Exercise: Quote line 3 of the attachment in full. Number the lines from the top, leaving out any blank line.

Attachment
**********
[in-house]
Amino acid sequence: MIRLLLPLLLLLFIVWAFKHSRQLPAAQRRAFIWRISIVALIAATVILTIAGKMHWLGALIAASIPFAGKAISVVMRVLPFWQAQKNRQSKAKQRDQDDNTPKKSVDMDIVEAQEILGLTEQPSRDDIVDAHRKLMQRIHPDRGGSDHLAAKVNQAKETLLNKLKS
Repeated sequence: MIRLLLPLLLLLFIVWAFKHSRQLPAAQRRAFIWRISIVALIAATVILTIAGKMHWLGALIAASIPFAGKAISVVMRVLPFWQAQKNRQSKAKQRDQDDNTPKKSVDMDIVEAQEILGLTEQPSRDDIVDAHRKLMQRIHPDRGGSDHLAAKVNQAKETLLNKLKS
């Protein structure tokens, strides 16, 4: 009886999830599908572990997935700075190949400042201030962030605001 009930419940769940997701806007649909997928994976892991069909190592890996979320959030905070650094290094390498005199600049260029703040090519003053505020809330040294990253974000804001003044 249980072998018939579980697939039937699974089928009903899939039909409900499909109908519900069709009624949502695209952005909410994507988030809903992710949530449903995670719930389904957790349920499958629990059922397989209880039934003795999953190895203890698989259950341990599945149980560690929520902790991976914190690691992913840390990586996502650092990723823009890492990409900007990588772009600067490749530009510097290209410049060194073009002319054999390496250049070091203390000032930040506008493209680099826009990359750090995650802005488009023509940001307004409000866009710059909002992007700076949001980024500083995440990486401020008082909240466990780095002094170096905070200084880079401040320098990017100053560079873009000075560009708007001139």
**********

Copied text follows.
Repeated sequence: MIRLLLPLLLLLFIVWAFKHSRQLPAAQRRAFIWRISIVALIAATVILTIAGKMHWLGALIAASIPFAGKAISVVMRVLPFWQAQKNRQSKAKQRDQDDNTPKKSVDMDIVEAQEILGLTEQPSRDDIVDAHRKLMQRIHPDRGGSDHLAAKVNQAKETLLNKLKS